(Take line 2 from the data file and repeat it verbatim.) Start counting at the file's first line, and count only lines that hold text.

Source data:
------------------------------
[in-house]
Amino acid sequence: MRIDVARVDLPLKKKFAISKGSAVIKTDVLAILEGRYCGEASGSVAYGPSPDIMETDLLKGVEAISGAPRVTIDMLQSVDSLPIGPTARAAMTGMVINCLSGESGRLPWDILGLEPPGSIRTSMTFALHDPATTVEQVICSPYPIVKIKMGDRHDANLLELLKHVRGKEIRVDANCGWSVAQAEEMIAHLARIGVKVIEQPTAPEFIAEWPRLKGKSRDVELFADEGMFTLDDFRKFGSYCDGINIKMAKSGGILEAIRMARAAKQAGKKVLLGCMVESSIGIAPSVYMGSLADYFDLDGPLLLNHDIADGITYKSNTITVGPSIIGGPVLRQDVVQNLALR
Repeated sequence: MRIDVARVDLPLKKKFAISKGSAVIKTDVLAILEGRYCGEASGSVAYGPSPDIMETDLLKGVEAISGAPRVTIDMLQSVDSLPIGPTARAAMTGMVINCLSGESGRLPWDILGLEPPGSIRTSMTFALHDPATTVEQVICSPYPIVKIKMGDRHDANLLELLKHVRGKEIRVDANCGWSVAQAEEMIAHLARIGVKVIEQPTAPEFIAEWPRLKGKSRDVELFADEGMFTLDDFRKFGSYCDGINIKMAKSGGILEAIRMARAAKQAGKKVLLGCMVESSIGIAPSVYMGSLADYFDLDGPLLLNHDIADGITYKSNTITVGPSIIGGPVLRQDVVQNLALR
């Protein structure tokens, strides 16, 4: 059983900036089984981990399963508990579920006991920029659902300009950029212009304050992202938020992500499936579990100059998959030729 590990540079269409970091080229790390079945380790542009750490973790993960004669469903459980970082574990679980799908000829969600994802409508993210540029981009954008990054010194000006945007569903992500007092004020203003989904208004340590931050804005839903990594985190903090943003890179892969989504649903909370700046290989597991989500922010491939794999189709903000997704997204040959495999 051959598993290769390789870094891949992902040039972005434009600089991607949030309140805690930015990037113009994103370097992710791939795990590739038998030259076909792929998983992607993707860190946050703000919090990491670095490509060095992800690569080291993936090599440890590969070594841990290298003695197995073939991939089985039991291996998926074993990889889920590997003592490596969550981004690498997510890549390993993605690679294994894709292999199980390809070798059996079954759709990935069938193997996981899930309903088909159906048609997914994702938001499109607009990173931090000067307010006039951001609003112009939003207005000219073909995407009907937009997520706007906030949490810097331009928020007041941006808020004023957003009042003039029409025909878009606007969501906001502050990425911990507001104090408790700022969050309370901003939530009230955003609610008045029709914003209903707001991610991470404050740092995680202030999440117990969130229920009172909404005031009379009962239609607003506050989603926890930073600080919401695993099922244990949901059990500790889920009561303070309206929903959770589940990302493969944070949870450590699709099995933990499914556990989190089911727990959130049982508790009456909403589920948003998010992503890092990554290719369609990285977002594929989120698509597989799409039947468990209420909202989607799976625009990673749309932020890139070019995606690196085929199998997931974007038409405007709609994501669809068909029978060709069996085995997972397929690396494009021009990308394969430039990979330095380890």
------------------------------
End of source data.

Amino acid sequence: MRIDVARVDLPLKKKFAISKGSAVIKTDVLAILEGRYCGEASGSVAYGPSPDIMETDLLKGVEAISGAPRVTIDMLQSVDSLPIGPTARAAMTGMVINCLSGESGRLPWDILGLEPPGSIRTSMTFALHDPATTVEQVICSPYPIVKIKMGDRHDANLLELLKHVRGKEIRVDANCGWSVAQAEEMIAHLARIGVKVIEQPTAPEFIAEWPRLKGKSRDVELFADEGMFTLDDFRKFGSYCDGINIKMAKSGGILEAIRMARAAKQAGKKVLLGCMVESSIGIAPSVYMGSLADYFDLDGPLLLNHDIADGITYKSNTITVGPSIIGGPVLRQDVVQNLALR